VTO Recap: 2020 Biology Human Impact Film Festival

January 29, 2020 by Andrew Woods

The twists and turns that define the different chapters of our lives can often feel disjointed, but now and then, we’re lucky enough to have our different chapters align.

This past Monday, I had the chance to align many of my chapters at the 2020 Biology Human Impact Film Festival. The festival featured 11 short documentaries produced by Catoctin High School’s Honors Biology class. Topics ranged from ocean plastic pollution to sea level rise, global warming, ocean acidification, and more.

The students were tasked with producing a short documentary that:

  • defines the problem they’ve researched and how it affects biodiversity
  • provide a well thought out and reasonable solution
  • is neat and organized and includes visuals that enhance the final video

Now, you might be wondering how my story intertwines with this film festival.

  • The teacher who organized this film festival is one of my best friends since Middle School.
  • We both attended Catoctin High School (Class of ’05!)
  • I studied Film and Video at Drexel University
  • I was the Assistant Canvass Director at Clean Water Action, an environmental non-profit
  • I’m currently the Director of Marketing & Strategy at Duckpin (you knew that one!)

Knowing the above, you might not be surprised that I was asked to be a judge on the film festival panel. Not to be cheesy, but it felt pretty cool to have all of those things come together.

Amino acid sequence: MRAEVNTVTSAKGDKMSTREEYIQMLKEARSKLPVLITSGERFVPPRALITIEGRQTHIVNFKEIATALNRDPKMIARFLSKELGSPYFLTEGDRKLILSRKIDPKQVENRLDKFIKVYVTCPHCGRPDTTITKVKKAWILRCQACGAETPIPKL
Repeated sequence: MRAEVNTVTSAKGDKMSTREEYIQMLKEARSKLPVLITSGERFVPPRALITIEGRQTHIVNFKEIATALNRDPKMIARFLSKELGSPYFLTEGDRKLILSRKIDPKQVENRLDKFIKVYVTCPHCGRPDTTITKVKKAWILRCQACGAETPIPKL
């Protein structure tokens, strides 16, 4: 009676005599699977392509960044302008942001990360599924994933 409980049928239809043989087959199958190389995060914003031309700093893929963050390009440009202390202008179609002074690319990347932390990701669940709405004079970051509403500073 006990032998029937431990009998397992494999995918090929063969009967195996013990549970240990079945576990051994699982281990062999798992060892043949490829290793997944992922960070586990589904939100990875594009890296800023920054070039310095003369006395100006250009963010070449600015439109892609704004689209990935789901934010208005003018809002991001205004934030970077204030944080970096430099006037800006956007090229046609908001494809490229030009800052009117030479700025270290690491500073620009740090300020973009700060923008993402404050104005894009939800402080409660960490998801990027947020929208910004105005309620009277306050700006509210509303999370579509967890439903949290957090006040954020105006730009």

What was even cooler were the documentaries these students produced. Several of them went above and beyond, reaching out to local politicians for interviews, sourcing relevant video clips, and editing together a video piece that was extremely informative and effective. I was so impressed.

I addressed the class afterward to let them know they did a fantastic job, and that some of them produced work that exceeded what some of my filmmaking peers at Drexel were capable of entering our freshmen year. I also encouraged them to keep making videos if they enjoyed the process.

Afterward, their teacher let me and the rest of the panel know that it meant a lot to the students to hear from us and to see that we were impressed and interested in the work they produced. I won’t be surprised if several of these students go on to do great things. This past Monday might have been a day that sets one of them off on a new journey. It was great to be involved.

2020 Biology Human Impact Film Festival

Biology Human Impact Film Festival

Biology Human Impact Film Festival